[Google Scholar]
  15. Lovley DR, Greening RC, Ferry JG. Rapidly growing rumen methanogenic organism that synthesizes coenzyme M and has a high affinity for formate. Appl Environ Microbiol 1984;48: 81– 87 [PubMed]
    [Google Scholar]
  16. Rout SP, Charles CJ, Garratt EJ, Laws AP, Gunn J et al. Evidence of the generation of isosaccharinic acids and their subsequent degradation by local microbial consortia within hyper-alkaline contaminated soils, with relevance to intermediate level radioactive waste disposal. PLoS One 2015;10: e0119164 [CrossRef] [PubMed]
    [Google Scholar]
  17. Rizoulis A, Steele HM, Morris K, Lloyd JR. The potential impact of anaerobic microbial metabolism during the geological disposal of intermediate-level waste. Mineral Mag 2012;76: 3261– 3270 [CrossRef]
    [Google Scholar]
  18. Lane DJ. 16S/23S rRNA sequencing. In Stackebrandt E, Goodfellow M. (editors) Nucleic Acid Techniques in Bacterial Systematics London: John Wiley & Sons Ltd; 1991; pp. 115– 174
    [Google Scholar]
  19. Handley KM, Héry M, Lloyd JR. Marinobacter santoriniensis sp. nov., an arsenate-respiring and arsenite-oxidizing bacterium isolated from hydrothermal sediment. Int J Syst Evol Microbiol 2009;59: 886– 892 [CrossRef] [PubMed]
    [Google Scholar]
  20. Yoon SH, Ha SM, Kwon S, Lim J, Kim Y et al. Introducing EzBioCloud: a taxonomically united database of 16S rRNA gene sequences and whole-genome assemblies. Int J Syst Evol Microbiol 2017;67: 1613– 1617 [CrossRef] [PubMed]
    [Google Scholar]
  21. Thompson JD, Higgins DG, Gibson TJ. CLUSTAL W: improving the sensitivity of progressive multiple sequence alignment through sequence weighting, position-specific gap penalties and weight matrix choice. Nucleic Acids Res 1994;22: 4673– 4680 [CrossRef] [PubMed]
    [Google Scholar]
  22. Kumar S, Stecher G, Tamura K. MEGA7: molecular evolutionary genetics analysis version 7.0 for bigger datasets. Mol Biol Evol 2016;33: 1870– 1874 [CrossRef] [PubMed]
    [Google Scholar]
  23. Saitou N, Nei M. The neighbor-joining method: a new method for reconstructing phylogenetic trees. Mol Biol Evol 1987;4: 406– 425 [CrossRef] [PubMed]
    [Google Scholar]
  24. Tamura K, Nei M, Kumar S. Prospects for inferring very large phylogenies by using the neighbor-joining method. Proc Natl Acad Sci USA 2004;101: 11030– 11035 [CrossRef] [PubMed]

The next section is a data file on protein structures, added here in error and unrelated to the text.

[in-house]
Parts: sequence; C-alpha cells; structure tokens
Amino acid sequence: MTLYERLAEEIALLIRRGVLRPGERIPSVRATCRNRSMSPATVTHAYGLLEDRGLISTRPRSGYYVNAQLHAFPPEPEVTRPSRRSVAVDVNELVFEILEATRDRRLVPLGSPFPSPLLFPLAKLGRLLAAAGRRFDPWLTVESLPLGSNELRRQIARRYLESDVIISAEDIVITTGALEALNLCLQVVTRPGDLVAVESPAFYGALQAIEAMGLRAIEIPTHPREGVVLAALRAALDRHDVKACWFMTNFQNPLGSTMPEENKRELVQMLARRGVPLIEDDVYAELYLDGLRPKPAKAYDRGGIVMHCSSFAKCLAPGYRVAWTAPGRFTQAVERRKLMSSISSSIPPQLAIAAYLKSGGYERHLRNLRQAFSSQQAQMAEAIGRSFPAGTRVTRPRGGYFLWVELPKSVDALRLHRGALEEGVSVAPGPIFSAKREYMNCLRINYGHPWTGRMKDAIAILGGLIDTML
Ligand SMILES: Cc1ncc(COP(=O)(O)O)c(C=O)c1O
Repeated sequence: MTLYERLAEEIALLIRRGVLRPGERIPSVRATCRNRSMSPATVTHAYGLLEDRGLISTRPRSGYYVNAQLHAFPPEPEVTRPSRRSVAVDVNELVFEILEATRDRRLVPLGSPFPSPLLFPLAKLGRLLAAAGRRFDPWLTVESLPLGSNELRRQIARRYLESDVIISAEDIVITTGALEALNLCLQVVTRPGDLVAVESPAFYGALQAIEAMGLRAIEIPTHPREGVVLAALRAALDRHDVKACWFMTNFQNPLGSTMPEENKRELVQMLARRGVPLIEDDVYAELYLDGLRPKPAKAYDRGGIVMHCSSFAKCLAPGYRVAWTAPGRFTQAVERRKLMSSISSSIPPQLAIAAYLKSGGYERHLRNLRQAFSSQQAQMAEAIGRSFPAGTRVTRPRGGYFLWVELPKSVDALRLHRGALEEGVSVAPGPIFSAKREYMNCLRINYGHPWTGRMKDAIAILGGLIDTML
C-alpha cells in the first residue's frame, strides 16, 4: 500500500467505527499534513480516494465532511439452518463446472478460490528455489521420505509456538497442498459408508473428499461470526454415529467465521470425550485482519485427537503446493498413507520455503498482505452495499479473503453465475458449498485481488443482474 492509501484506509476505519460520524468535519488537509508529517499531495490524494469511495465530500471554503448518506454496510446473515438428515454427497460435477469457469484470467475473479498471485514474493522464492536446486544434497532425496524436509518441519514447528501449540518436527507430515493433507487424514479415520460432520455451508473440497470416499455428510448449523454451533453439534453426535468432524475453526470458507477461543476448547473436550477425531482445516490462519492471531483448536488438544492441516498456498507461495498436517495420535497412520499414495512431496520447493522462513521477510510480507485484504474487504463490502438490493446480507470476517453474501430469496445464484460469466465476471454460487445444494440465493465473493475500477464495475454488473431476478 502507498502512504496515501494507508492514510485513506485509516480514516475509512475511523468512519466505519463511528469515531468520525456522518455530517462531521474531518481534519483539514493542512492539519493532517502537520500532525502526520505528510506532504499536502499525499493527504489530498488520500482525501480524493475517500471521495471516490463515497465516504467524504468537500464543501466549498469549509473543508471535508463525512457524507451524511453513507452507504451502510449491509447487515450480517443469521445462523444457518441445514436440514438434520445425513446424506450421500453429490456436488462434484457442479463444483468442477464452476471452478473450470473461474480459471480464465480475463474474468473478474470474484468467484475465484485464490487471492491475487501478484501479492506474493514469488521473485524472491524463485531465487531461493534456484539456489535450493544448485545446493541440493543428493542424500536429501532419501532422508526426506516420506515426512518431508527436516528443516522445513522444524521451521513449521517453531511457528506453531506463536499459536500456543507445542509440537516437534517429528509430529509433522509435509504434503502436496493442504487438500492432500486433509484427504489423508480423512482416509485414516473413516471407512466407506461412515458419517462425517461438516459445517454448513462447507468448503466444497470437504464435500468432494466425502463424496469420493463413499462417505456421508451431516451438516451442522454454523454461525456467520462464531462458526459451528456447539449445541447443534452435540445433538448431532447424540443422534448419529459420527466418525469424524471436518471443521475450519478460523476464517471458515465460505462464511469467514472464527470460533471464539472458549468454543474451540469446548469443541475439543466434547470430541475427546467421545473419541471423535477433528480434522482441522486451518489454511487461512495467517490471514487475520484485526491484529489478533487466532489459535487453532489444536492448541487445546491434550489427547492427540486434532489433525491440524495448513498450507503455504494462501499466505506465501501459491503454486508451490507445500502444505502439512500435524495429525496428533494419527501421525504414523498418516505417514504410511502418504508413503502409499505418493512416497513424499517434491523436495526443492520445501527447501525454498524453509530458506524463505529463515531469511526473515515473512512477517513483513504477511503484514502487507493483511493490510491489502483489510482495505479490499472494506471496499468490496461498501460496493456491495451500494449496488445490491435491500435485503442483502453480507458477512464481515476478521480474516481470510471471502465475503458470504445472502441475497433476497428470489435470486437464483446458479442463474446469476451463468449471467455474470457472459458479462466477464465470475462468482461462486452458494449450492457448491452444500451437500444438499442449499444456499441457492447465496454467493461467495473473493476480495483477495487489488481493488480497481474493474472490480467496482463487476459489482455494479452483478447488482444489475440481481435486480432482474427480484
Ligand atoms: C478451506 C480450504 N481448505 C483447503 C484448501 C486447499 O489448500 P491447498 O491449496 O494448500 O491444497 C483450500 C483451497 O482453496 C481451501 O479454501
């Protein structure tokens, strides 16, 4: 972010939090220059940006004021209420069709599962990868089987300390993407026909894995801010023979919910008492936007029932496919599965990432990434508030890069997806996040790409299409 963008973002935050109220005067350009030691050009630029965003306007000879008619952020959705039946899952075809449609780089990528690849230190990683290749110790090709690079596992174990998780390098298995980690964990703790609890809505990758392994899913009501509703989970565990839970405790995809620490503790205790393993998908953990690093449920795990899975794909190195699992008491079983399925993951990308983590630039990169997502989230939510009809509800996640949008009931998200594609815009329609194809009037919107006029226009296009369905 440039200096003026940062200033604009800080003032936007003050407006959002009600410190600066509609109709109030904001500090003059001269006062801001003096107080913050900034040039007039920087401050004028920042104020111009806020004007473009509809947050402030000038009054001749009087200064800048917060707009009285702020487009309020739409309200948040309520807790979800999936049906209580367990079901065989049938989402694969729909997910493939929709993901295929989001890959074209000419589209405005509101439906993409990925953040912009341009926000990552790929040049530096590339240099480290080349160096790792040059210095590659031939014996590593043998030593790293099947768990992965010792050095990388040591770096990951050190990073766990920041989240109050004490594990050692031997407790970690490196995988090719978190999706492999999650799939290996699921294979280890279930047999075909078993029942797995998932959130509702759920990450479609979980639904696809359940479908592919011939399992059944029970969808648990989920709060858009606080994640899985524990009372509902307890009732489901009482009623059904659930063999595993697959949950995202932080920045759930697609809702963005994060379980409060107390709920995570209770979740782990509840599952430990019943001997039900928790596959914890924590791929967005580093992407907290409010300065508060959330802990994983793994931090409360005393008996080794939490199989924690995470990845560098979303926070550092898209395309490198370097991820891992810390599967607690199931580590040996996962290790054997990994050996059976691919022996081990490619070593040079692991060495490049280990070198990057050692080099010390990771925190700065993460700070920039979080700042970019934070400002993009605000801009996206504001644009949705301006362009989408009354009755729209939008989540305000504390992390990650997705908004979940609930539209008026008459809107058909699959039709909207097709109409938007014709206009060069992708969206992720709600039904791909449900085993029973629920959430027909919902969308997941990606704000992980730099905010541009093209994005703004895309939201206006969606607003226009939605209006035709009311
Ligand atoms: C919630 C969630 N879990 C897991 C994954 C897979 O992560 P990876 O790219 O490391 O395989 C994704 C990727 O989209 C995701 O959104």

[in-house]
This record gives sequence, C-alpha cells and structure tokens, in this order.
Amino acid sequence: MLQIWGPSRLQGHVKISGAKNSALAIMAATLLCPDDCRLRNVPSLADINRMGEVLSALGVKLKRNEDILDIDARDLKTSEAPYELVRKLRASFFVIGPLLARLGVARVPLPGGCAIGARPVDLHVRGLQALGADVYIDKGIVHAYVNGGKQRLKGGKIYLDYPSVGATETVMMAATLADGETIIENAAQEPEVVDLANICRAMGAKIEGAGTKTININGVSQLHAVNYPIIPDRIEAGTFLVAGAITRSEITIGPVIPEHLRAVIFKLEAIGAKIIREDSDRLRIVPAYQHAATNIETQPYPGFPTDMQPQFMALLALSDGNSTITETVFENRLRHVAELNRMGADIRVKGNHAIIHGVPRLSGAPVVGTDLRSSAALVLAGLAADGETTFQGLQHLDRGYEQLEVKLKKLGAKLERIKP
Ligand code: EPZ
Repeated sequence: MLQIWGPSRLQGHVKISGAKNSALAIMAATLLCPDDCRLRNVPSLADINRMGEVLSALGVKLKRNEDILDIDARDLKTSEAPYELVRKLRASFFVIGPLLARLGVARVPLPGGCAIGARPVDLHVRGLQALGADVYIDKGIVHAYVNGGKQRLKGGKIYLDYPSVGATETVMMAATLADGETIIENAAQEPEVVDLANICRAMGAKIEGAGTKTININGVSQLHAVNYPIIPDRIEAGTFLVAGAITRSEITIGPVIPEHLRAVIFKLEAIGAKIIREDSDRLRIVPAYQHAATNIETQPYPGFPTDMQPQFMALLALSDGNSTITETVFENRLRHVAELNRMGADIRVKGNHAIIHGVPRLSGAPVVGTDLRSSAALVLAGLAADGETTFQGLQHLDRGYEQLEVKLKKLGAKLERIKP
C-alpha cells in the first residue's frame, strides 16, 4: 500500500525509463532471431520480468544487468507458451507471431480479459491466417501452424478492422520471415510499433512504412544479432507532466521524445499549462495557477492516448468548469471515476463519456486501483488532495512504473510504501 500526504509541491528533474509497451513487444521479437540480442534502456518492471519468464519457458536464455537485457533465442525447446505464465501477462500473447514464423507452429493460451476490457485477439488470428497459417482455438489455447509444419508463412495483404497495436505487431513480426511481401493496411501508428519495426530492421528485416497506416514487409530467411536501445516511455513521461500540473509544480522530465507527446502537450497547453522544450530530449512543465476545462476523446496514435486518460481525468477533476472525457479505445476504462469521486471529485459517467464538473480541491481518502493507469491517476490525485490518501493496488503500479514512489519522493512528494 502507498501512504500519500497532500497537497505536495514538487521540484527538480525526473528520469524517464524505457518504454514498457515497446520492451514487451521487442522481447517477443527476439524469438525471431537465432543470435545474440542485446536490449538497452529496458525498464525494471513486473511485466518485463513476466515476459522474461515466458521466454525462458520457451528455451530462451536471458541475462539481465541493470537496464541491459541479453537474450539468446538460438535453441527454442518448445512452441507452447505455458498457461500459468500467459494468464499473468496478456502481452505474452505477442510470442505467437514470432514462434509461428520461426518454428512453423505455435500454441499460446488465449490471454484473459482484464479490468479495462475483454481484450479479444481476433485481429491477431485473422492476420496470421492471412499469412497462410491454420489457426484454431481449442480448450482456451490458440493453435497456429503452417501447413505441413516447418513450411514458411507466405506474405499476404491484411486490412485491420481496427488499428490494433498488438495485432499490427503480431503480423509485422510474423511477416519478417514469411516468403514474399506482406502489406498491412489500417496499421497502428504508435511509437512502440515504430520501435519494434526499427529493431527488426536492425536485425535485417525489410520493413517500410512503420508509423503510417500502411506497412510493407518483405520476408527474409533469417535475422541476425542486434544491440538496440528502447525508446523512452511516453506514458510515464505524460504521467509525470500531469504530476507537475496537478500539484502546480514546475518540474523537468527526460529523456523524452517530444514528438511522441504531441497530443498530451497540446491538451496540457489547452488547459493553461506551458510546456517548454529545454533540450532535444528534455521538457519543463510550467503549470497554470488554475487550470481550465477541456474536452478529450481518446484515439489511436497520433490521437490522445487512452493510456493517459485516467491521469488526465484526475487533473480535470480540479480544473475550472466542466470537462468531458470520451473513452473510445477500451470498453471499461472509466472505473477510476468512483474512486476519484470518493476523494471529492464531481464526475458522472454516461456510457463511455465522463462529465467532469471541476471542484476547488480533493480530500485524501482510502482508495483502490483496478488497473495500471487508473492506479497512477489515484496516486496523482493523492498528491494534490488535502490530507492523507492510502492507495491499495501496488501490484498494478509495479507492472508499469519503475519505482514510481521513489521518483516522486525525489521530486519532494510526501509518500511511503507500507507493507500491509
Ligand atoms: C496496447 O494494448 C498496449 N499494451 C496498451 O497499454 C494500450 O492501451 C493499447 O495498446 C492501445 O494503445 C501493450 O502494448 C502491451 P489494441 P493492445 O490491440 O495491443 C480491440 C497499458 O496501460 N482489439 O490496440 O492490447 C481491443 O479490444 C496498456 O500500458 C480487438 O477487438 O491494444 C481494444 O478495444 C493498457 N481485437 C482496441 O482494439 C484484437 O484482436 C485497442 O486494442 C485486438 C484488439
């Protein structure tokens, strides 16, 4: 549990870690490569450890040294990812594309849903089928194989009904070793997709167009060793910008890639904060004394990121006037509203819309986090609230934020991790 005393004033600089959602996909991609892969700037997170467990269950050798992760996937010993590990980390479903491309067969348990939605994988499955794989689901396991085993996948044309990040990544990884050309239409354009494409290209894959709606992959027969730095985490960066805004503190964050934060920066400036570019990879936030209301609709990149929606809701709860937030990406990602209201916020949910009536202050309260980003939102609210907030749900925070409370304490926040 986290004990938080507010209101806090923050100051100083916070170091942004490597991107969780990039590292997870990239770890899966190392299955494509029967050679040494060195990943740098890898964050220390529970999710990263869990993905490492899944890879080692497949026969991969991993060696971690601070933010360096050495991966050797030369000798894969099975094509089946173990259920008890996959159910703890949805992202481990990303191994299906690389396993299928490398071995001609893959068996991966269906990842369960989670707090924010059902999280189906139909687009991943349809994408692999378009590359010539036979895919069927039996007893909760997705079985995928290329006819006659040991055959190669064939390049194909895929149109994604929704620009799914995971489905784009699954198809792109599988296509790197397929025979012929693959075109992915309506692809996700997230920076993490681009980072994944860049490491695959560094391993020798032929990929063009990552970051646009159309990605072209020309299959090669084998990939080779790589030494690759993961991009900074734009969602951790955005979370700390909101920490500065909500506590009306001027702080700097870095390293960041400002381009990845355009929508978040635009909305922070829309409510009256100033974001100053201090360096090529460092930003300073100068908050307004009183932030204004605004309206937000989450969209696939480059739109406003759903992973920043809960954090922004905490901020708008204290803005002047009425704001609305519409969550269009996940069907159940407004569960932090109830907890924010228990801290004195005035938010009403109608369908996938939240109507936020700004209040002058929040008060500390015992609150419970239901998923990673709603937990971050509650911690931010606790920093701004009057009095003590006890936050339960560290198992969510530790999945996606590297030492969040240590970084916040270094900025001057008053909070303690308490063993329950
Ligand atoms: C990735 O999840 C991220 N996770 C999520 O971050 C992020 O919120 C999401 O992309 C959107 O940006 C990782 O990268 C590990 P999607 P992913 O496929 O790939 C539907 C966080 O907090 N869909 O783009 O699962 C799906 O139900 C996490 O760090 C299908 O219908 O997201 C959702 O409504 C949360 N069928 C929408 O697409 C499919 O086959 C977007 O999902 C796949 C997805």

[Google Scholar]
  25. Kimura M. A simple method for estimating evolutionary rates of base substitutions through comparative studies of nucleotide sequences. J Mol Evol 1980;16: 111– 120 [CrossRef] [PubMed]
    [Google Scholar]
  26. Felsenstein J. Confidence limits on phylogenies: an approach using the bootstrap. Evolution 1985;39: 783– 791 [CrossRef] [PubMed]
    [Google Scholar]
  27. Gault AG, Jana J, Chakraborty S, Mukherjee P, Sarkar M et al. Preservation strategies for inorganic arsenic species in high iron, low-Eh groundwater from West Bengal, India. Anal Bioanal Chem 2005;381: 347– 353 [CrossRef] [PubMed]
    [Google Scholar]
  28. Wang JP, Liu B, Liu GH, Ge CB, Chen QQ et al. Genome sequence of Anaerobacillus macyae JMM-4T (DSM 16346), the first genomic information of the newly established genus Anaerobacillus. Genome Announc 2015;3: e00922-15 [CrossRef] [PubMed]
    [Google Scholar]
  29. Bassil NM, Lloyd JR. Draft genome sequences of four alkaliphilic bacteria belonging to the Anaerobacillus genus. Genome Announc 2017;5: e01493-16 [CrossRef] [PubMed]
    [Google Scholar]
  30. Lee I, Ouk Kim Y, Park SC, Chun J. OrthoANI: An improved algorithm and software for calculating average nucleotide identity. Int J Syst Evol Microbiol 2016;66: 1100– 1103 [CrossRef] [PubMed]
    [Google Scholar]
  31. Meier-Kolthoff JP, Auch AF, Klenk HP, Göker M. Genome sequence-based species delimitation with confidence intervals and improved distance functions. BMC Bioinformatics 2013;14: 60 [CrossRef] [PubMed]
    [Google Scholar]
  32. Seemann T. Prokka: rapid prokaryotic genome annotation. Bioinformatics 2014;30: 2068– 2069 [CrossRef] [PubMed]
    [Google Scholar]
  33. Page AJ, Cummins CA, Hunt M, Wong VK, Reuter S et al. Roary: rapid large-scale prokaryote pan genome analysis. Bioinformatics 2015;31: 3691– 3693 [CrossRef] [PubMed]
    [Google Scholar]
  34. Chan JZ, Halachev MR, Loman NJ, Constantinidou C, Pallen MJ. Defining bacterial species in the genomic era: insights from the genus Acinetobacter. BMC Microbiol 2012;12: 302 [CrossRef] [PubMed]
    [Google Scholar]
  35. Wayne LG, Moore WEC, Stackebrandt E, Kandler O, Colwell RR et al. Report of the ad hoc committee on reconciliation of approaches to bacterial systematics. Int J Syst Evol Microbiol 1987;37: 463– 464 [CrossRef]
    [Google Scholar]
  36. Meier-Kolthoff JP, Göker M, Spröer C, Klenk HP. When should a DDH experiment be mandatory in microbial taxonomy?. Arch Microbiol 2013;195: 413– 418 [CrossRef] [PubMed]
    [Google Scholar]
http://instance.metastore.ingenta.com/content/journal/ijsem/10.1099/ijsem.0.002721
Loading
/content/journal/ijsem/10.1099/ijsem.0.002721
Loading

Data & Media loading...

Supplements

Supplementary File 1

PDF
This is a required field
Please enter a valid email address
Approval was a Success
Invalid data
An Error Occurred
Approval was partially successful, following selected items could not be processed due to error